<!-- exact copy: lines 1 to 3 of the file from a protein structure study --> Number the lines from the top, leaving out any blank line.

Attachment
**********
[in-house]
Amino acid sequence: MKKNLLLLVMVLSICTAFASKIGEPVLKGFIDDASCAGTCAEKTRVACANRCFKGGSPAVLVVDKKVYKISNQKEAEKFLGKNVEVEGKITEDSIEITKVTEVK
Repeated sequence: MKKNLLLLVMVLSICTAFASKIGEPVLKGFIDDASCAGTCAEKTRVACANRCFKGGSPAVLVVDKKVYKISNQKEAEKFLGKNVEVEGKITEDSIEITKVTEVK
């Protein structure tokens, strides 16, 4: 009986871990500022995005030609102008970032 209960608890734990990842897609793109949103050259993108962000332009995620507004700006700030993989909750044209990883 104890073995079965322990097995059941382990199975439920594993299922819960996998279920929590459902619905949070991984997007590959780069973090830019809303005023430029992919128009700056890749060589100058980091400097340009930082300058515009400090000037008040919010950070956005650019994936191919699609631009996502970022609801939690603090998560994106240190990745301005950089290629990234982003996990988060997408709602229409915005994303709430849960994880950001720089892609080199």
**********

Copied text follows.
[in-house]
Amino acid sequence: MKKNLLLLVMVLSICTAFASKIGEPVLKGFIDDASCAGTCAEKTRVACANRCFKGGSPAVLVVDKKVYKISNQKEAEKFLGKNVEVEGKITEDSIEITKVTEVK
Repeated sequence: MKKNLLLLVMVLSICTAFASKIGEPVLKGFIDDASCAGTCAEKTRVACANRCFKGGSPAVLVVDKKVYKISNQKEAEKFLGKNVEVEGKITEDSIEITKVTEVK